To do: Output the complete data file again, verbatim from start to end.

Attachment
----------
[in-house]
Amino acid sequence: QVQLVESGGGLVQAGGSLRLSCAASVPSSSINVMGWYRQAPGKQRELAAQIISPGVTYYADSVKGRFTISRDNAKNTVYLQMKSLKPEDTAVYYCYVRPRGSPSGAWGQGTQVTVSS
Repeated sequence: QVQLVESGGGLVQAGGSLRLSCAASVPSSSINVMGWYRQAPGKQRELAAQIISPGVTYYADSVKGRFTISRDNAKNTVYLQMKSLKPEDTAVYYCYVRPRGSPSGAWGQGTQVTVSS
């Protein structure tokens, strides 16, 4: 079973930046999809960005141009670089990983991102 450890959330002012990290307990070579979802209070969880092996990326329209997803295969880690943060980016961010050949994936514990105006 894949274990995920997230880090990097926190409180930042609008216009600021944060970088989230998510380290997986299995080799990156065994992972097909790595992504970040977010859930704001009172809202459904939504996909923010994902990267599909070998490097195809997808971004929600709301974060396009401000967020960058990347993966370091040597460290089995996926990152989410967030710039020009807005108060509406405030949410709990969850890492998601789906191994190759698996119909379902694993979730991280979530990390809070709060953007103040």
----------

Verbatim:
[in-house]
Amino acid sequence: QVQLVESGGGLVQAGGSLRLSCAASVPSSSINVMGWYRQAPGKQRELAAQIISPGVTYYADSVKGRFTISRDNAKNTVYLQMKSLKPEDTAVYYCYVRPRGSPSGAWGQGTQVTVSS
Repeated sequence: QVQLVESGGGLVQAGGSLRLSCAASVPSSSINVMGWYRQAPGKQRELAAQIISPGVTYYADSVKGRFTISRDNAKNTVYLQMKSLKPEDTAVYYCYVRPRGSPSGAWGQGTQVTVSS
């Protein structure tokens, strides 16, 4: 079973930046999809960005141009670089990983991102 450890959330002012990290307990070579979802209070969880092996990326329209997803295969880690943060980016961010050949994936514990105006 894949274990995920997230880090990097926190409180930042609008216009600021944060970088989230998510380290997986299995080799990156065994992972097909790595992504970040977010859930704001009172809202459904939504996909923010994902990267599909070998490097195809997808971004929600709301974060396009401000967020960058990347993966370091040597460290089995996926990152989410967030710039020009807005108060509406405030949410709990969850890492998601789906191994190759698996119909379902694993979730991280979530990390809070709060953007103040």